A tiltplane takes off with its fuselage oriented vertically, but tilts over as it picks up speed to cruise with its fuselage oriented horizontally. To land it pulls its nose up while slowing down and it then backs down and lands with its fuselage oriented vertically again.

At a glance this may all seem a bit awkward. Why, you may wonder, would anyone want to pursue such an aircraft design? Wouldn't it be a lot simpler if, for example, this craft could be made with a single powered rotor up front and a fixed wing in the rear? Wouldn't that work well enough?

Well, it would not be able to get through transition. In transition the craft is initially flying somewhat sideways as it tilts over and picks up speed. If the craft had its only rotor up front, then that rotor would "see" air approaching at a good velocity on one side because the craft's velocity would be added to the advancing rotor blade's velocity. But the fixed wing in the rear would only "see" air approaching at the craft's velocity, a velocity far too low to provide the lift needed from this rear wing.

OK, so both rotors are needed. You'll have to admit that powering two rotors makes for a complex aircraft. How is this complexity justified?

There is a very remarkable fact about tiltplanes: the area of their rotor blades should be a lot less than the area of the wings and control surfaces of fixed-wing aircraft. This is possible because the wings of conventional aircraft have to provide the lift needed to lift the aircraft at its takeoff speed which is relatively low compared to the airspeed seen by the rotors of tiltplanes. When cruising the rotor blades of tiltplanes will make long shallow spirals through the air. Because of their comparatively small surface areas, the drag of a tiltplane's rotor blades when cruising will be a lot less than the drag of the wings of conventional aircraft.
 

joe nelson

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Jan 9, 2008
Messages
265
Location
Cincinnati,Ohio
Don,

That's a beautiful bird! Now, I see why you were interested in the Locheed designs! If I win the lottery, I would buy one!
 

Birdy

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Aug 16, 2008
Messages
45
Location
Central Australia
A tiltplane takes off with its fuselage oriented vertically, but tilts over as it picks up speed to cruise with its fuselage oriented horizontally. To land it pulls its nose up while slowing down and it then backs down and lands with its fuselage oriented vertically again.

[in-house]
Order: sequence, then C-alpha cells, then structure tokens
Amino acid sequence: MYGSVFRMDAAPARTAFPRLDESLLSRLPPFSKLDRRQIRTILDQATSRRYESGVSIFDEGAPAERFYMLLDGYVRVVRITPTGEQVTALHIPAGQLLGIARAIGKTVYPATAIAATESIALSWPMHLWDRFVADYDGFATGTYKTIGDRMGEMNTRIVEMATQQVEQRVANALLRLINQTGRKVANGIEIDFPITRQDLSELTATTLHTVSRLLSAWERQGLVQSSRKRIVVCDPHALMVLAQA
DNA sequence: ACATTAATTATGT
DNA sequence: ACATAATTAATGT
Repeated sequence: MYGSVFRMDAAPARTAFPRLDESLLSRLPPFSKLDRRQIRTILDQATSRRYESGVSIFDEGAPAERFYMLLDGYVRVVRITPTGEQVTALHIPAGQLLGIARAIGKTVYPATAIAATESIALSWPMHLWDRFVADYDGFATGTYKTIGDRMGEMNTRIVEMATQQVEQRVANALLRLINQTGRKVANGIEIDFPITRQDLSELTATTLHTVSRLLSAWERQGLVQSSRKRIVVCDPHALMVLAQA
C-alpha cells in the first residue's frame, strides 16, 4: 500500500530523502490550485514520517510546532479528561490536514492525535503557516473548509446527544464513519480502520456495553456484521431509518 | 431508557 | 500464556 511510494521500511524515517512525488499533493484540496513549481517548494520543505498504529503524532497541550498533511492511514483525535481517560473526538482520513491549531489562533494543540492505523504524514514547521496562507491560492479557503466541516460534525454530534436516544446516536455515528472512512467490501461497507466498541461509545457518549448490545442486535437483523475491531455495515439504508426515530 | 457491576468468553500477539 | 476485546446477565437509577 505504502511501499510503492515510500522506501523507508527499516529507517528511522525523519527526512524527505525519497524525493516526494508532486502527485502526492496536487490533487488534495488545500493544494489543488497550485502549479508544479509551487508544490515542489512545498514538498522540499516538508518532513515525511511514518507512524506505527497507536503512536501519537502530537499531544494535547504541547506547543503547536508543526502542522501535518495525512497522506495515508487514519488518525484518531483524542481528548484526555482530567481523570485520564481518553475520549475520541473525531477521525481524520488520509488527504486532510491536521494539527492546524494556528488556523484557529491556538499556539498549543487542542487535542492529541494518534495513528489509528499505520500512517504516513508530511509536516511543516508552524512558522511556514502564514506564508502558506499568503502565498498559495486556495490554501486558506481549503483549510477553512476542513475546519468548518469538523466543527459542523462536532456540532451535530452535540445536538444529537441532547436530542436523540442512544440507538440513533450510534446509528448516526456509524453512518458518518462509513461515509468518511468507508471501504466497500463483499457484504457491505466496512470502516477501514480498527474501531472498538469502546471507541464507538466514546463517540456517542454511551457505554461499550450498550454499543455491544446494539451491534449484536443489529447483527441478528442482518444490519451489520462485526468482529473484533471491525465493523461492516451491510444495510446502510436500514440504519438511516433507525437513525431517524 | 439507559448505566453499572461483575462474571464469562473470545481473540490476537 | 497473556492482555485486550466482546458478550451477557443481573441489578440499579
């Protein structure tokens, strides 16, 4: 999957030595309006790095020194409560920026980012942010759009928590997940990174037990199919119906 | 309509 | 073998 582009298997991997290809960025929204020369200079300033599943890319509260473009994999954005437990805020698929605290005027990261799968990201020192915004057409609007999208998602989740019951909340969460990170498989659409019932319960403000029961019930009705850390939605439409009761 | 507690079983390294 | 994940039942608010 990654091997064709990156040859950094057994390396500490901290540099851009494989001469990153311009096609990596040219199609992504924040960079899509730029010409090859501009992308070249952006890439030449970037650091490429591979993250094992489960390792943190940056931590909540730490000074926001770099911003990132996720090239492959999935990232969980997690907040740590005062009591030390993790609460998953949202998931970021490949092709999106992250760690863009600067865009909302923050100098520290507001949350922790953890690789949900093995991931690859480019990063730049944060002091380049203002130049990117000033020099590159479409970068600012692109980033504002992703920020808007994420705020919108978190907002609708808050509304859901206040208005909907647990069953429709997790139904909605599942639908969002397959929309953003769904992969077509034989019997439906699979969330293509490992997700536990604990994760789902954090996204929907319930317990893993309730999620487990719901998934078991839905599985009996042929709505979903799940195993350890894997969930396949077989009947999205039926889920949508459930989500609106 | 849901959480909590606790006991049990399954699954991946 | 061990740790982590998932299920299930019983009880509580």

Hate to be around wen [ not if] the noise stoped, in any phase of flight.
 

D Hillberg

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Nov 23, 2010
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1,232
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very low low low earth orbit
Bell used Berch, balsa,Mahogany,& spruce. Gyrodyne used all spruce in thin plys & Glues autoclaved to shape. The H 21 had ply skin on wood ribs on a steel spar tube. Take your pick. it's all good.
 

EzyBuildWing

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Joined
Sep 23, 2009
Messages
51
Location
Sydney NSW Australia
Here’s the way to go:
Watch the fantastic "Electric Pre-spin" at the begining of this "Hungarocopter" vid….sounds much better than a turbine start-up…… hear the solenoids clunk in:
https://www.youtube.com/watch?v=X8tUT74YgWo
Once the powerful electric motor pre-spins the rotor up to rated-speed at zero-pitch, the petrol-engine starts up and takes over 100%.
The electric-motor then becomes a generator and charges the battery.
If petrol-engine quits, then the electric motor immediately kicks in for a few minutes thus enabling a (semi)power-on decent, and a smooth flared landing.
Click this Link for excellent websit and pics of the electric motor-generator: http://hungarocopter.hu/hu/mentorendszer It's beautifully elegant & Heli looks brilliant to fly.
It would be nice to see such a heli powered with a lightweight all-Aluminium "peripeheral-ported" 13B Mazda Wankel.
That these 13B engines are reliable and tough, is an understatement! They can run all day easy outputting 150HP at 5000rpm continuous. And so smooth!
Check this Link for the 700HP turbo’d 13B’s time-to-climb record: 10,000 ft in 100 seconds! Absolutely awesome.
https://www.youtube.com/watch?v=k_gedJrWbT4
 

henryk

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Joined
Mar 8, 2010
Messages
5,154
Location
krakow,poland
-my Fellow was invented new type of rotorcraft=autogyro with conter rotating
rotors drived all flying time=with max power in VTOL regime and low power
in cruise regime.

=the electric energy is generated with starter/generator maschine drived via IC motor.(for long time fly).

this motor drives conter rotating propellers for thrust (high speed,low rotor drag).

BTW=specific thrust is 3-15 kG/kW (95 kG/qm and 12 kG/qm)
 

EzyBuildWing

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Joined
Sep 23, 2009
Messages
51
Location
Sydney NSW Australia